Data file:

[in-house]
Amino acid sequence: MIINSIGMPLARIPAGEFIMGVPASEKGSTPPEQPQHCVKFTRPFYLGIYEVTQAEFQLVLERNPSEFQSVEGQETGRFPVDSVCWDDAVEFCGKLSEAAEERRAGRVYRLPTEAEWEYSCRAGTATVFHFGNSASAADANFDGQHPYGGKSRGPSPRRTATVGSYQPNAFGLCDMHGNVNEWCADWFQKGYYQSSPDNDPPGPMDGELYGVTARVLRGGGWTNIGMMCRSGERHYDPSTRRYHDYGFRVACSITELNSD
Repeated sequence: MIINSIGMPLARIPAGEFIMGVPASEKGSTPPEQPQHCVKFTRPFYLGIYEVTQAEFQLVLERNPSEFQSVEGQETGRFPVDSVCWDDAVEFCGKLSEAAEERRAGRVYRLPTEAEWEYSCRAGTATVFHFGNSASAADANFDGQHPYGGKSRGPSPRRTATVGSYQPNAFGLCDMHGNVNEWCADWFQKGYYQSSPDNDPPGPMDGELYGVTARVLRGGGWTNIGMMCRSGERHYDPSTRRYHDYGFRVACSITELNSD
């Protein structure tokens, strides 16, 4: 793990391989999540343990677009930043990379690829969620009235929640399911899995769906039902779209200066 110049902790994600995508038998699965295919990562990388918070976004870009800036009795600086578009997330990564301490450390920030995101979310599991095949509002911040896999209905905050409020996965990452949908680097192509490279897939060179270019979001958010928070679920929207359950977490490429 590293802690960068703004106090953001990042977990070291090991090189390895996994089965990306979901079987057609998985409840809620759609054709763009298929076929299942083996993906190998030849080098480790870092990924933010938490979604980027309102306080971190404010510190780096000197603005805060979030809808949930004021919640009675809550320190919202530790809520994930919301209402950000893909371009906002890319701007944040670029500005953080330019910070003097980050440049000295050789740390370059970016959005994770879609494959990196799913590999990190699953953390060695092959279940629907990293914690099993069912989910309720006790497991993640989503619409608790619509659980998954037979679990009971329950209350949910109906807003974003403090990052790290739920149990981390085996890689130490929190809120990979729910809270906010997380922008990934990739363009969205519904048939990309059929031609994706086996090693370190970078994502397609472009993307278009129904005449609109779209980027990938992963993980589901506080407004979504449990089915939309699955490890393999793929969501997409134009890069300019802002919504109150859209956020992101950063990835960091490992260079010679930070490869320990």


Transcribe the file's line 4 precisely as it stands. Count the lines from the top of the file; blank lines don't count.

């Protein structure tokens, strides 16, 4: 793990391989999540343990677009930043990379690829969620009235929640399911899995769906039902779209200066 110049902790994600995508038998699965295919990562990388918070976004870009800036009795600086578009997330990564301490450390920030995101979310599991095949509002911040896999209905905050409020996965990452949908680097192509490279897939060179270019979001958010928070679920929207359950977490490429 590293802690960068703004106090953001990042977990070291090991090189390895996994089965990306979901079987057609998985409840809620759609054709763009298929076929299942083996993906190998030849080098480790870092990924933010938490979604980027309102306080971190404010510190780096000197603005805060979030809808949930004021919640009675809550320190919202530790809520994930919301209402950000893909371009906002890319701007944040670029500005953080330019910070003097980050440049000295050789740390370059970016959005994770879609494959990196799913590999990190699953953390060695092959279940629907990293914690099993069912989910309720006790497991993640989503619409608790619509659980998954037979679990009971329950209350949910109906807003974003403090990052790290739920149990981390085996890689130490929190809120990979729910809270906010997380922008990934990739363009969205519904048939990309059929031609994706086996090693370190970078994502397609472009993307278009129904005449609109779209980027990938992963993980589901506080407004979504449990089915939309699955490890393999793929969501997409134009890069300019802002919504109150859209956020992101950063990835960091490992260079010679930070490869320990």